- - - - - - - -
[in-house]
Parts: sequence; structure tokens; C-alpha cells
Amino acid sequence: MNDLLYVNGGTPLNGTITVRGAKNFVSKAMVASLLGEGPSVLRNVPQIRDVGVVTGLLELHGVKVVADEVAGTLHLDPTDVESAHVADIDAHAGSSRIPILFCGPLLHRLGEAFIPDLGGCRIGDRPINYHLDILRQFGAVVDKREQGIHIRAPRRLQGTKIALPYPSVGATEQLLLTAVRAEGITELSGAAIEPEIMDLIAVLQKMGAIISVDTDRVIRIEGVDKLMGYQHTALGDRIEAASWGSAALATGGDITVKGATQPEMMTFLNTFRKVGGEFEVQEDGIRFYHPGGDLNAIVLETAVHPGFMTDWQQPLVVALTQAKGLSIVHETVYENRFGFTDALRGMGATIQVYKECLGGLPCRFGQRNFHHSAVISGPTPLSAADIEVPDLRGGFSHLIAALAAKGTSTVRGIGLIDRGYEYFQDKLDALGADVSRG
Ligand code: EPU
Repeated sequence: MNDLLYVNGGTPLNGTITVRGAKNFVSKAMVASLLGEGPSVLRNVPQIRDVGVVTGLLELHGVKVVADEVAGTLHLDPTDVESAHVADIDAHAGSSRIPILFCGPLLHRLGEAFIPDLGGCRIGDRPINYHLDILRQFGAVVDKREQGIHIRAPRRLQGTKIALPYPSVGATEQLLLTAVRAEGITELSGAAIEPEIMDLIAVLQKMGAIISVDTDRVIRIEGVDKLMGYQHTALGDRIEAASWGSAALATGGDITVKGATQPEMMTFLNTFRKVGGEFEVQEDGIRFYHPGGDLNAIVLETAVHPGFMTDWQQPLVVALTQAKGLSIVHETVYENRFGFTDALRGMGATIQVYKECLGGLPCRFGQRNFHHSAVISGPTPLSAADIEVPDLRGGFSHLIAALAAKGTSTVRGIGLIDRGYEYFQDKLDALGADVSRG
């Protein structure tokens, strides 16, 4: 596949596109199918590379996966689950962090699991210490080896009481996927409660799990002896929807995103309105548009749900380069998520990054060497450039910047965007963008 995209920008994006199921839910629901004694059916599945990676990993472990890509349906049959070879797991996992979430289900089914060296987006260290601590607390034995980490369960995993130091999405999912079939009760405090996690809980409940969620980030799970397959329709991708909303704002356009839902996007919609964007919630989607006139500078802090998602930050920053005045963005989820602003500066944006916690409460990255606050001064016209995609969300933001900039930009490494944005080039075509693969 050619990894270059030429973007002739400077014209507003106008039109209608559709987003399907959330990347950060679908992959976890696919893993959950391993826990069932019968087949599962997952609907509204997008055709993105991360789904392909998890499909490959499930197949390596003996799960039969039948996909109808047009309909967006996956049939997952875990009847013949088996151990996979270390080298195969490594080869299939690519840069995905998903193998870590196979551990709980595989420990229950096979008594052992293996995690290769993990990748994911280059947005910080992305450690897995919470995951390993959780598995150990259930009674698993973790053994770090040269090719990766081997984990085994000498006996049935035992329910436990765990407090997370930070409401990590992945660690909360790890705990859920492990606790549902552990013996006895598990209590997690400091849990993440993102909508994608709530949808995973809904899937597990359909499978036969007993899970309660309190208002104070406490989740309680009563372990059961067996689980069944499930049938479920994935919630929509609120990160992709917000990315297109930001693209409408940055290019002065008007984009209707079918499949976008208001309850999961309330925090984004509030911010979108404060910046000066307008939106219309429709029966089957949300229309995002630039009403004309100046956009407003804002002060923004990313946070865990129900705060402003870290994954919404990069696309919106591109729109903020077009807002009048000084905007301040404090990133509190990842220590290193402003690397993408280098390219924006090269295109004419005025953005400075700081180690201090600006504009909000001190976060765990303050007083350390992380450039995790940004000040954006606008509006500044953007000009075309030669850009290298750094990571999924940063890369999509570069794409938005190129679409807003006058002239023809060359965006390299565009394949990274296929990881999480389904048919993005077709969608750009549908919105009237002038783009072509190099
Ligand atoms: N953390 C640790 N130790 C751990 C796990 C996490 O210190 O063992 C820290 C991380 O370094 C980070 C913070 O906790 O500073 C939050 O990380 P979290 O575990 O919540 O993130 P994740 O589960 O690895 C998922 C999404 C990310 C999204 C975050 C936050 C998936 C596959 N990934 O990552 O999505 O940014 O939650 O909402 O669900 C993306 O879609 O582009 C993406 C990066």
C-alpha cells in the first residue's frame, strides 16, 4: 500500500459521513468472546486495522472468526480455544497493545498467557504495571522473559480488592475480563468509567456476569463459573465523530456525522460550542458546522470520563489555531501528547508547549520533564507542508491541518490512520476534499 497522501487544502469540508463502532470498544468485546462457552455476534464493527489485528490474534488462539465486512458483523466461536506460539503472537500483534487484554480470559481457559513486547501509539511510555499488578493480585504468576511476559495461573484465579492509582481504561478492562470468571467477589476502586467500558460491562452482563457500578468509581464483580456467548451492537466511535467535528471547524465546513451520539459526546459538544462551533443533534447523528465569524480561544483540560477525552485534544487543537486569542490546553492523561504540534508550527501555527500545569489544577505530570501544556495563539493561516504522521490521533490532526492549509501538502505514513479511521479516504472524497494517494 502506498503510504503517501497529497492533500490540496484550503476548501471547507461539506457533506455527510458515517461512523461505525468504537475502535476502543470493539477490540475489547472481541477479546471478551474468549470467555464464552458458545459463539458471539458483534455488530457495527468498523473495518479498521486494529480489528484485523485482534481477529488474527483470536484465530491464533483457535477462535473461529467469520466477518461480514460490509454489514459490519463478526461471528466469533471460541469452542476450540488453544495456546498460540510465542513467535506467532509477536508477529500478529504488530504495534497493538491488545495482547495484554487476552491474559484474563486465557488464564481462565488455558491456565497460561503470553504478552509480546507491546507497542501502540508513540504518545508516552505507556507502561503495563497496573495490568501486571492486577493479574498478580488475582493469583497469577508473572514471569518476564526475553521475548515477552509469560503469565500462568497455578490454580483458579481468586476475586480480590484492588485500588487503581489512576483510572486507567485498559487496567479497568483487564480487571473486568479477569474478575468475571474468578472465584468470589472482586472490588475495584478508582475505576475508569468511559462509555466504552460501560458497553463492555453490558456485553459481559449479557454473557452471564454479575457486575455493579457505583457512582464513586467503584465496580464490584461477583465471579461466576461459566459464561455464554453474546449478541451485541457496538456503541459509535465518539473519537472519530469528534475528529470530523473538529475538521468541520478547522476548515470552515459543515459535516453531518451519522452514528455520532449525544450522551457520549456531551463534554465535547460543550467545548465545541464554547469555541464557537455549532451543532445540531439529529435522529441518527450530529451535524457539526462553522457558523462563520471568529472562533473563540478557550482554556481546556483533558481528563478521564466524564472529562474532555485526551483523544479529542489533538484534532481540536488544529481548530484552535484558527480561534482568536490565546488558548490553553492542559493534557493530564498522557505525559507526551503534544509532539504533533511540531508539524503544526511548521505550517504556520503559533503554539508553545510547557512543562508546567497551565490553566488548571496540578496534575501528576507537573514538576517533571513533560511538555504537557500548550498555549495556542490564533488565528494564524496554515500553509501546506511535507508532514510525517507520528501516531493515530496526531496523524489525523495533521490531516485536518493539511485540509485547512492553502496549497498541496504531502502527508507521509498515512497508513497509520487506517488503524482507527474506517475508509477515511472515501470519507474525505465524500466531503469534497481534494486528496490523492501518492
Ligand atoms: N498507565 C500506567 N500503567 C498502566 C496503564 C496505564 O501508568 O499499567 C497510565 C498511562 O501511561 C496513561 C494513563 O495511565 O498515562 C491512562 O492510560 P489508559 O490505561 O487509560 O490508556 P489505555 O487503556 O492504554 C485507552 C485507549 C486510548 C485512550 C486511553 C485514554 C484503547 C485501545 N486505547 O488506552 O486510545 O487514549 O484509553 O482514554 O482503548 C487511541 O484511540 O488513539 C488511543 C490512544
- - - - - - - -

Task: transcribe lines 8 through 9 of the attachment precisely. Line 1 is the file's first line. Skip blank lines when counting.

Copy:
C-alpha cells in the first residue's frame, strides 16, 4: 500500500459521513468472546486495522472468526480455544497493545498467557504495571522473559480488592475480563468509567456476569463459573465523530456525522460550542458546522470520563489555531501528547508547549520533564507542508491541518490512520476534499 497522501487544502469540508463502532470498544468485546462457552455476534464493527489485528490474534488462539465486512458483523466461536506460539503472537500483534487484554480470559481457559513486547501509539511510555499488578493480585504468576511476559495461573484465579492509582481504561478492562470468571467477589476502586467500558460491562452482563457500578468509581464483580456467548451492537466511535467535528471547524465546513451520539459526546459538544462551533443533534447523528465569524480561544483540560477525552485534544487543537486569542490546553492523561504540534508550527501555527500545569489544577505530570501544556495563539493561516504522521490521533490532526492549509501538502505514513479511521479516504472524497494517494 502506498503510504503517501497529497492533500490540496484550503476548501471547507461539506457533506455527510458515517461512523461505525468504537475502535476502543470493539477490540475489547472481541477479546471478551474468549470467555464464552458458545459463539458471539458483534455488530457495527468498523473495518479498521486494529480489528484485523485482534481477529488474527483470536484465530491464533483457535477462535473461529467469520466477518461480514460490509454489514459490519463478526461471528466469533471460541469452542476450540488453544495456546498460540510465542513467535506467532509477536508477529500478529504488530504495534497493538491488545495482547495484554487476552491474559484474563486465557488464564481462565488455558491456565497460561503470553504478552509480546507491546507497542501502540508513540504518545508516552505507556507502561503495563497496573495490568501486571492486577493479574498478580488475582493469583497469577508473572514471569518476564526475553521475548515477552509469560503469565500462568497455578490454580483458579481468586476475586480480590484492588485500588487503581489512576483510572486507567485498559487496567479497568483487564480487571473486568479477569474478575468475571474468578472465584468470589472482586472490588475495584478508582475505576475508569468511559462509555466504552460501560458497553463492555453490558456485553459481559449479557454473557452471564454479575457486575455493579457505583457512582464513586467503584465496580464490584461477583465471579461466576461459566459464561455464554453474546449478541451485541457496538456503541459509535465518539473519537472519530469528534475528529470530523473538529475538521468541520478547522476548515470552515459543515459535516453531518451519522452514528455520532449525544450522551457520549456531551463534554465535547460543550467545548465545541464554547469555541464557537455549532451543532445540531439529529435522529441518527450530529451535524457539526462553522457558523462563520471568529472562533473563540478557550482554556481546556483533558481528563478521564466524564472529562474532555485526551483523544479529542489533538484534532481540536488544529481548530484552535484558527480561534482568536490565546488558548490553553492542559493534557493530564498522557505525559507526551503534544509532539504533533511540531508539524503544526511548521505550517504556520503559533503554539508553545510547557512543562508546567497551565490553566488548571496540578496534575501528576507537573514538576517533571513533560511538555504537557500548550498555549495556542490564533488565528494564524496554515500553509501546506511535507508532514510525517507520528501516531493515530496526531496523524489525523495533521490531516485536518493539511485540509485547512492553502496549497498541496504531502502527508507521509498515512497508513497509520487506517488503524482507527474506517475508509477515511472515501470519507474525505465524500466531503469534497481534494486528496490523492501518492
Ligand atoms: N498507565 C500506567 N500503567 C498502566 C496503564 C496505564 O501508568 O499499567 C497510565 C498511562 O501511561 C496513561 C494513563 O495511565 O498515562 C491512562 O492510560 P489508559 O490505561 O487509560 O490508556 P489505555 O487503556 O492504554 C485507552 C485507549 C486510548 C485512550 C486511553 C485514554 C484503547 C485501545 N486505547 O488506552 O486510545 O487514549 O484509553 O482514554 O482503548 C487511541 O484511540 O488513539 C488511543 C490512544